By John Chwat
Some members of Congress object to the federal government
having any impact on local school districts regarding policy and funding
criteria. They point to the longstanding tradition of local control over school
policies and elementary and secondary school requirements. Other members
support federal grants to school districts for a host of subjects including school security. This has been especially true after a number of shootings at
schools around the country.
security grants, which are usually presented as "formula” grants based on state
requirements for recipients of federal money, are apportioned to school
districts from the federal government to the states and down to the district
levels. But a more detailed look at these grants paints a troubling picture of how the money is actually being spent.
During Day on Capitol Hill last April, ESA leaders met
with a top official in the U.S. Department of Education regarding the agency’s
school safety program. What ESA learned during that meeting was deeply
disturbing: None of the $90 million passed by Congress in 2014 for school
security grants was allocated for security technology, such as surveillance
systems, access control, electronic security and other devices. Instead, the
funds were used for research, security assessments and other projects.
In fact, Congress is considering allocating another $90
million to the DOE in the 2015 fiscal year budget for school security. ESA
leaders were told during the meeting that most of these funds would be used for
the same purpose as this year’s funds, and not for the purchase or installation
Congress also appropriated $75 million to the U.S.
Department of Justice in FY 2014, and is expected to allocate the same amount
in the next budget for school security.
Looking at the fine print of these allocations reveals that Congress
has approved or will soon approve more than $330 million for research and planning
for school security, but not one dime for acquiring technology to protect
students, teachers, employees and visitors at schools. This stands in stark
contrast to U.S. Department of Homeland Security grants to the states, some of
which have been used for the purchase of security equipment.
For example, Gov. Mike Pence of Indiana announced in June
that more than $9 million would be allocated to 250 schools and districts
throughout the state for school security. Of this amount, he said, at least $5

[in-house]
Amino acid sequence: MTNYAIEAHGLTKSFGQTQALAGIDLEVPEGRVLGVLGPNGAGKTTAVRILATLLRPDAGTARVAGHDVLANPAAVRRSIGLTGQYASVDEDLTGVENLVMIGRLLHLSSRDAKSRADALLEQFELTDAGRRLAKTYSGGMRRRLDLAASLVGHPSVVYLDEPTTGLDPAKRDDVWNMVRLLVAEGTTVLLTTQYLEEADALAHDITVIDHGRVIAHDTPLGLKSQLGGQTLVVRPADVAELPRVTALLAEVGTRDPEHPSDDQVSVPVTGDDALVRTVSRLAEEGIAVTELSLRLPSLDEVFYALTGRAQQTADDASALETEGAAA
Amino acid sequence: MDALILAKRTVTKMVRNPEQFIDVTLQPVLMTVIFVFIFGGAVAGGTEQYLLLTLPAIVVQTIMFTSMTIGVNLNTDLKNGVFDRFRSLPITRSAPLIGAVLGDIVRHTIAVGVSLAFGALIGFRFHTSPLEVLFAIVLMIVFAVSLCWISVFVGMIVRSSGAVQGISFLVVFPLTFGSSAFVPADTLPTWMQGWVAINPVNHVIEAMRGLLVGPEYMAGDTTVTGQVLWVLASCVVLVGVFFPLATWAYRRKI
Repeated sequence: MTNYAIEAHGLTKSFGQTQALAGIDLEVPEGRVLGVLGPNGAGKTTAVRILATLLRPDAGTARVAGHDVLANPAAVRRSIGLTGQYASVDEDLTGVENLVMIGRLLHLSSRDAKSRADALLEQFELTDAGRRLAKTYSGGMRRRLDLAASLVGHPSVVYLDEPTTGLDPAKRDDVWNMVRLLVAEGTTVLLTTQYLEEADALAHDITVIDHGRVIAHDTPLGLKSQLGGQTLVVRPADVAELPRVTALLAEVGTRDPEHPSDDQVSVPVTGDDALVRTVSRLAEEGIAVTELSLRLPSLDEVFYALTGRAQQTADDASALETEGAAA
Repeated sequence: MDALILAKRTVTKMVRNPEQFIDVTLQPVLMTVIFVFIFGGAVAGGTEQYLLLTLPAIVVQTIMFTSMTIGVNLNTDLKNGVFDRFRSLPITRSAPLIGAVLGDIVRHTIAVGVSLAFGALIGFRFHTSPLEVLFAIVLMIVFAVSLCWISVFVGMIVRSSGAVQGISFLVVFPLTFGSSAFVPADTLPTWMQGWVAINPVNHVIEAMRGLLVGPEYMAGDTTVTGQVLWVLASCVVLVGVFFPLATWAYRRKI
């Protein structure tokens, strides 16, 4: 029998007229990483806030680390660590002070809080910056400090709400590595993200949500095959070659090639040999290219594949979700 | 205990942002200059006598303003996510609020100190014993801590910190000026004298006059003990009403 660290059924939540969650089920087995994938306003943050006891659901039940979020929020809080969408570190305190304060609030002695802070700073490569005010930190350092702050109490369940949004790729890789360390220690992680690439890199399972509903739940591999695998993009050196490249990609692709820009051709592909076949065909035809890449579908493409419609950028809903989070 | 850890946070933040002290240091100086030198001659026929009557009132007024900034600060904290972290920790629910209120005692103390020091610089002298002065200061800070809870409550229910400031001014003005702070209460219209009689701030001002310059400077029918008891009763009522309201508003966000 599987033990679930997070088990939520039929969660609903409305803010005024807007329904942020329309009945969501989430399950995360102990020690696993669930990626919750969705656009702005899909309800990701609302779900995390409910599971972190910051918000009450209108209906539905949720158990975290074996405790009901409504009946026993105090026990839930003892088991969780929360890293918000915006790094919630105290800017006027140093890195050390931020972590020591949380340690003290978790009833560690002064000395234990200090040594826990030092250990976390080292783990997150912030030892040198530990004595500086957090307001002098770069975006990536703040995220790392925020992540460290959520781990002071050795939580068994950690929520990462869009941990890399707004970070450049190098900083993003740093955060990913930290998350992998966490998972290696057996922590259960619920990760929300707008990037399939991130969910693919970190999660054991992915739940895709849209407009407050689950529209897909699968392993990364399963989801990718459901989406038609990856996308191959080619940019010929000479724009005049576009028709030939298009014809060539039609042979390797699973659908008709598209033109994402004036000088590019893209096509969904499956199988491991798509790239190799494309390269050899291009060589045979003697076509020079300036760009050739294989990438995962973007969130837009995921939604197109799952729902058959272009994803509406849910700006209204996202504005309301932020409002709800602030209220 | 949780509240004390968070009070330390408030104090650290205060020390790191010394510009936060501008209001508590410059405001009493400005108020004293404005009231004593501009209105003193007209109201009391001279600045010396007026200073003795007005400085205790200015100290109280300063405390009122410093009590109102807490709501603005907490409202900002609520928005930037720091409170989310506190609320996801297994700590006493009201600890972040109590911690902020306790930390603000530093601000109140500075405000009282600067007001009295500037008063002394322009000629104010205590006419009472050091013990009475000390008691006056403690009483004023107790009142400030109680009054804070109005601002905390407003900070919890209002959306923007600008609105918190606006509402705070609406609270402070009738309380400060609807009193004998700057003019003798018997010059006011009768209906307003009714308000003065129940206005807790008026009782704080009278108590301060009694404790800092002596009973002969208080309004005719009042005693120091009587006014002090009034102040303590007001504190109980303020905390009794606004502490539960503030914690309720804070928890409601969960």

million would be spent on security equipment, including upgrading surveillance
cameras with high definition quality and stronger zoom capability, as well as
While some federal agencies, such as DHS, are assisting
school districts with acquisition of school security technology, most agencies
are not. ESA is currently working with the Security Industry Association (SIA)
and other manufacturers and associate members – including ADT, Tyco,
Interlogix, Honeywell and others – to address the issue of school security
grants in the next cycle of funding by Congress, which is well underway.
ESA and SIA plan to reach out to educational and law
enforcement associations and organizations in an effort to broaden the appeal
of urging Congress to consider specifically allocate a portion of the funding
to schools or districts to purchase technology to secure the building and
protect the children, teachers and employees.
This initiative is targeted at school security funding for
the 2016 fiscal year budget, which begins now for federal agencies that are
determining how much to budget for their various programs. The process
culminates with the President submitting his budget in February 2015 to
Congress, which will finalize the budget before the start of the next fiscal year
on Oct. 1, 2015.
In addition to this initiative, state bills and budgets also
will be developed for 2015 at the start of the next cycle of state legislative
sessions, when money will be allocated for school security technology
procurement for schools and districts within their respective states.
ESA Director of Government Relations John Chwat can be reached at John@TheChwatGroup.com, or at (703) 684-7703.